Ph.D. 2004, Environmental and Water Resources Engineering, University of Michigan
M.S. 1997, Environmental Engineering, Clarkson University
B.A.Sc. 1994, Civil Engineering (Co‑op and Environmental Option) University of Ottawa
My Research Group
My interests in water and energy transport has application to green roofs, contaminated site remediation, CO2 sequestration and agriculture. These interests, in part, lie in the development of capillary pressure/relative permeability/saturation constitutive relationships that are used in numerical models for the prediction of water and energy transport in permeable media. One of my studies evaluated the capabilities of a numerical model to predict observed non isothermal behavior. The computer model was then used to simulate field scale scenarios of non isothermal removal of a viscous NAPL.
Nanotechnology is an emerging industry in Canada and throughout the world. This new area is met with both excitement and skepticism. The risks of nanoparticles in subsurface environments are as yet unknown, limited by a lack of basic scientific understanding of nanoparticle transport in water bearing soils . My work in this area involved assessing carbon nanotube and silver nanoparticl transport in column experiments and modeling nanoparticle transport at the field scale. For more information about this project please click here.
Nanoparticles have tremendous potential in the development of innovative groundwater remediation technologies. I supervises a number of graduate students and postdoctoral fellows investigating the utility of nanoiron and bimetallic nanoparticles at sites contaminated with chlorinated solvents and heavy metals. This work has generated significant industry and consulting company interest with key partnerships in place (e.g., Dow Chemical, CH2MHill, Geosyntec, AMEC) to transfer the developed technologies to the field. As an example of this a field trial took place in Sarnia in early Nov. 2010 to test methodologies and technologies developed in the laboratory to degrade contaminants in the field. A second field trial that took place in Feb. 2011 was the focus of a Oct. 2011 CBC The Nature of Things special. For more information about this project please click here.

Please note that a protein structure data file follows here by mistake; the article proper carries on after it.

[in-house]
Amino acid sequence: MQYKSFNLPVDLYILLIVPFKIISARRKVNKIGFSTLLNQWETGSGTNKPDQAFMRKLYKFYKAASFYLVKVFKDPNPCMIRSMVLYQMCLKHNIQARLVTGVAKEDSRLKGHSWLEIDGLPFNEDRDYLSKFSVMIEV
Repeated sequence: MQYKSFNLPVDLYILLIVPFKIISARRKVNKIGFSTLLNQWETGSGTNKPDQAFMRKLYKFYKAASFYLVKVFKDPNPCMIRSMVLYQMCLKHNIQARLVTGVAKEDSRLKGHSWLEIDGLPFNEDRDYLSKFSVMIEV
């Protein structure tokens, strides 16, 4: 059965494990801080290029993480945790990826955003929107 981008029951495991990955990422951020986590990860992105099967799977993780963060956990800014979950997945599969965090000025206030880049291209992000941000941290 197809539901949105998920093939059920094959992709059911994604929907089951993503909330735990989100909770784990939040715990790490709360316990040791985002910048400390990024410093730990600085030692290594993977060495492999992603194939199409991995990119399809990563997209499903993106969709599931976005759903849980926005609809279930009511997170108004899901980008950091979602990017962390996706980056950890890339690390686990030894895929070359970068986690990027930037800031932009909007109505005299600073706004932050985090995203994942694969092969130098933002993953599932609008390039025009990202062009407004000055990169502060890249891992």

Although popular and arguably successful, green roofs have not received systematic assessment and scientific characterization. The difficulties of assessment are compounded by the multiple benefits of green roofs that make their evaluation more complex than those of ‘cool’ (high-albedo) roofs. To date, relatively little work has been completed for the development of green roof design guidelines in Australia although there is considerable interest in both the academic community and the construction community.
The current research project that I lead involves quantification of green roof performance at a variety of field sites where performance is quantified as the extent that green roofs attenuate and reduce storm water runoff as well as reduce building energy consumption. In additional to significant field components this theme also includes detailed characterization of plant survival, in collaboration with an ecologist colleague, detailed characterization of growth media, numerical modelling of water and energy transport in the green roof as well as urban scale modelling of green roof performance at the larger urban scale, in collaboration with a geography colleague. Coupling of water and atmospheric flows with the energy balance is enabling our group to make significant advances in the engineering design of green roofs. To learn more about green roof research at Western click here.